I'm geared to do seven repeats of the leaves on this shawl, then evaluate. If it measures my wingspan along the top edge, I'll stop and add my lace bit along the bottom. (Still haven't worked out how that's going to work, but I'll worry about that later. Maybe it will be easy.) I'm on the seventh repeat now and it's pretty clear that seven isn't big enough, but denial ain't just a river in Egypt, so I'm still thinking it could work out.
The gansey? Just a taste.
I finished knitting the body up to the ends of the gussets, and now I've divided the work into front and back and I'm knitting flat. I'll go into more detail later, but essentially it's big, brown/grey and slow moving.
3. The MacBook can stay. Photoshop has to start running right though. I'm going to re-install it, and if it still doesn't work I'm going to break the software CDs into a thousand little pieces with my teeth. I shall use pliers if I can't get them small enough to mask my pain.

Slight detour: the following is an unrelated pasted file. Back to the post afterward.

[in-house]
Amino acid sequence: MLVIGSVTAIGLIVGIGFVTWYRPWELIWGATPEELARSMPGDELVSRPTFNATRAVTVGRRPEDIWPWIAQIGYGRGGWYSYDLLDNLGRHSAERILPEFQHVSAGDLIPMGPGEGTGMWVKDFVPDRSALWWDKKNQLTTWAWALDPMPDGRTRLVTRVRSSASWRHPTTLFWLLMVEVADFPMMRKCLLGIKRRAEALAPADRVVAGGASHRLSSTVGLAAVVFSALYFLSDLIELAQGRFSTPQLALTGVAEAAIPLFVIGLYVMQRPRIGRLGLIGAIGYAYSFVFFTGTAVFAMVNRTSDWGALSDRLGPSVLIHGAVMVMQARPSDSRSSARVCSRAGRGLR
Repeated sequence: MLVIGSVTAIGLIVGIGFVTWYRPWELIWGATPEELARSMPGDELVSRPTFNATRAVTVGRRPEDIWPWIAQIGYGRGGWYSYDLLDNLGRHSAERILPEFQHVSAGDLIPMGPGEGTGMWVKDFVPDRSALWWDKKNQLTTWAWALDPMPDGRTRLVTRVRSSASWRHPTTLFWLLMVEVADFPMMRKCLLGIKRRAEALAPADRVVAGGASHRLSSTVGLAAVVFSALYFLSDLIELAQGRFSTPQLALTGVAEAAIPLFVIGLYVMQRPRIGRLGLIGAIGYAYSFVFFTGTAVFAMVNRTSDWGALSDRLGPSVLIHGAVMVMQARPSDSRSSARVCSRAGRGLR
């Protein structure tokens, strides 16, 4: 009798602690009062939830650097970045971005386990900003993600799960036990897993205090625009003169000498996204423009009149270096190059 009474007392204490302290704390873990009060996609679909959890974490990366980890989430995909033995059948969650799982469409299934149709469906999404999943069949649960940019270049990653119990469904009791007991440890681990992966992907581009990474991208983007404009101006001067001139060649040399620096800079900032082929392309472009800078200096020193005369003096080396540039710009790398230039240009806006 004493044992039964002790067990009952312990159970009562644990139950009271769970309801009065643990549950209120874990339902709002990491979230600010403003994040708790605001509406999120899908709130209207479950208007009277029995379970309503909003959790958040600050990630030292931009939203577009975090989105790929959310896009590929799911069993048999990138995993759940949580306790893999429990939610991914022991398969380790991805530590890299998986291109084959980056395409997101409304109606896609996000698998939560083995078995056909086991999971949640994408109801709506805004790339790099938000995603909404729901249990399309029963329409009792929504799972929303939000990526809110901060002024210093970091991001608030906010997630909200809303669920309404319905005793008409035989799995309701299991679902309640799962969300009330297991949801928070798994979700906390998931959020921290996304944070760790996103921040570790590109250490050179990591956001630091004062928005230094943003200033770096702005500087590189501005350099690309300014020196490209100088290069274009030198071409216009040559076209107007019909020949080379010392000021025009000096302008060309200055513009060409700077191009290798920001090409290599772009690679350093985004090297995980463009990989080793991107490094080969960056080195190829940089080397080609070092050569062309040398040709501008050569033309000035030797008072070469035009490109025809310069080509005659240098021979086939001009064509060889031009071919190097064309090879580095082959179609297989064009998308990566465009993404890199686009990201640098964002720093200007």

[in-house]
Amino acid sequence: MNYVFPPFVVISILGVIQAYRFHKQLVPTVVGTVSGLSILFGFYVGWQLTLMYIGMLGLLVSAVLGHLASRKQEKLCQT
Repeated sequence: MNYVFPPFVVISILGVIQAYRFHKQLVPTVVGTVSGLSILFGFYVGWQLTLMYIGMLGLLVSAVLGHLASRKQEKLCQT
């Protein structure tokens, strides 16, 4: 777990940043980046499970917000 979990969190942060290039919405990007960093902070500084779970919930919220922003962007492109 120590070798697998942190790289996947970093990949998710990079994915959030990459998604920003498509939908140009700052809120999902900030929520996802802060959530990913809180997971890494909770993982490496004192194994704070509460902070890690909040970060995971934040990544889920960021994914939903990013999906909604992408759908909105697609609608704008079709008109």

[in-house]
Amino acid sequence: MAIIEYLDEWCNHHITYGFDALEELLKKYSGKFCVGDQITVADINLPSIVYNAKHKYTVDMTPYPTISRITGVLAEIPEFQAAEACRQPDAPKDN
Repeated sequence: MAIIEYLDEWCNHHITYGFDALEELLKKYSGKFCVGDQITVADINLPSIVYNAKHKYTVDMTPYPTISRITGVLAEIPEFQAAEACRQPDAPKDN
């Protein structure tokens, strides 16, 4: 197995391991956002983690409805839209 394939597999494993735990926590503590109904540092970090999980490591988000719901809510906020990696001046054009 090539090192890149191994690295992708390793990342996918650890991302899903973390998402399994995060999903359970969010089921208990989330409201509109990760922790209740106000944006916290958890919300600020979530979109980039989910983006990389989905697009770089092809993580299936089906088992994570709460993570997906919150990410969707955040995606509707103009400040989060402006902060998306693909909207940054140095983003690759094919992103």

4. Los Altos was a fantastic event.
The sock and a lime. A lime growing on a tree. Outside. California is so surprising.
I admit that when I heard how many knitters Hollis at Full Thread Ahead was expecting...I got worried. More than 300 knitters? That can't go well. I sweated all the way there. I shouldn't have. Hollis and her team (including a concierge) had the most startlingly well put together event of all time. From Hollis running contests for the knitters who were waiting, to the kids running gopher for her, to the "Zones" for signing, (just like seating on an airplane) they seriously had it going on. To round out the whole thing, the knitters in California, together with Full Thread Ahead even raised $850 for Knitters Without Borders. Good times, good times.